Calhoun spent most of his days hoisting jumpers and going through various drills at the playground of MS 51, a school close to his home in the Park Slope section of Brooklyn. Calhoun practiced with his dad and his sister, Sierra, who’s now a sophomore at Christ the King and rated the nation’s No. 11 recruit in the Class of 2014 by ESPNHS HoopGurlz.

“I’ve learned a lot of things from him,” says Sierra. “I’m trying to get on the stage he’s on.”

Her older brother prepped for the high school stage by playing AAU ball in middle school, and in the eighth grade he was competing against 16- and 17-year-olds.

“He played in a lot of hostile environments,” says Omar Sr.

By the time he reached Christ the King, he was ready for the ultra-competitive CHSAA, one of the country’s most talented leagues. But the Royals don’t allow ninth-graders to play on the boys’ varsity team, so Calhoun dominated on the freshman squad, scoring a school-record 44 points in a game against Xaverian.

Calhoun stepped into the starting lineup as a sophomore and was the picture of consistency, leading the team with 15.3 points per game. But he was at his best during the postseason, especially in the state Federation Class AA championship against Boys & Girls.

The unflappable Calhoun seized the moment, pouring in a game-high 20 points while hitting all eight of his free throws, including what proved to be the game-winners, in a 52-49 win. He was named state tournament MVP for his efforts.

Calhoun seems to play his best when the stakes are highest. Last season, he led all scorers with 16 points as Christ the King earned its third straight Brooklyn/Queens Diocesan title with a win over Holy Cross. He followed with 18 points in a win over Rice in the CHSAA Intersectional Class AA final. And while he’s hard on himself for the loss to Mount Vernon, he did rack up 33 points in the game and hit a 3-pointer with 21 seconds left to force overtime.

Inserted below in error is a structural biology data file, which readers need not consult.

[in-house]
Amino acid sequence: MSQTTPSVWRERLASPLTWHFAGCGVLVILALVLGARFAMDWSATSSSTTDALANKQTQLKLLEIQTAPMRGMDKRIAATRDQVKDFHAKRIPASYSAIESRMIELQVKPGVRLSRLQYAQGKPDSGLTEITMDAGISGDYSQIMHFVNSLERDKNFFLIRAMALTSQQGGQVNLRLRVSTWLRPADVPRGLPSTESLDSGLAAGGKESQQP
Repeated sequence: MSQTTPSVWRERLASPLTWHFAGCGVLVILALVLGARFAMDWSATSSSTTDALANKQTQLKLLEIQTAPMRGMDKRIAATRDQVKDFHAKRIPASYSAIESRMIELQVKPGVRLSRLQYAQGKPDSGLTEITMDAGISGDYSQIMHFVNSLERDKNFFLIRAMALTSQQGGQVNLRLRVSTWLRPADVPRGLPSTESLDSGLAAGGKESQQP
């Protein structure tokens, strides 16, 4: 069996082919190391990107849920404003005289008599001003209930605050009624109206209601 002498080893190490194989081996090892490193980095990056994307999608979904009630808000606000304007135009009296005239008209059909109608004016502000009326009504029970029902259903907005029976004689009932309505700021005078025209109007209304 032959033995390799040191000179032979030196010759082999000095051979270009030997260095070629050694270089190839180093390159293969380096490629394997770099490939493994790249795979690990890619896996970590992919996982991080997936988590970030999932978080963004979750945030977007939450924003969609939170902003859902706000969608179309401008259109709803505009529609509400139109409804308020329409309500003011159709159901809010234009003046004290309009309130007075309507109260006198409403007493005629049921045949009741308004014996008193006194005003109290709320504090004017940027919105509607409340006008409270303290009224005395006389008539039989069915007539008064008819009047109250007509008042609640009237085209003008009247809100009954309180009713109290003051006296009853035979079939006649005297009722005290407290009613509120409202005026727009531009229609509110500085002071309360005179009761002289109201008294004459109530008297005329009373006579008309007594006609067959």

“He never gets rattled,” says junior guard Isaiah Lewis.

He’s also proved to be just as poised off the court. His coaches rave about his demeanor and his work in the classroom. (He has a 92 average.) And this fall, Arbitello received a letter from the principal of Bishop Ford, where Calhoun took his SAT, praising the Royals star for helping a girl on crutches carry her books to her car.

“If my son grew up to be like him, I’d be the happiest guy in the world,” says Arbitello. “And that’s without the basketball. It’s as a student, a kid and a friend.”

Calhoun credits his parents for keeping him grounded and focused on the task at hand. Right now, that’s leading the Royals, who entered the year ranked No. 24 nationally in the POWERADE FAB 50 ESPNHS Team Rankings, to another state title. So forget about the nice weather outside. Calhoun is on a mission — and you better not get in his way.

“I look at myself as the predator and they’re the prey,” he says. “The work I put in beforehand gives me confidence. I don’t want to ever have the feeling that anyone is working harder than me.”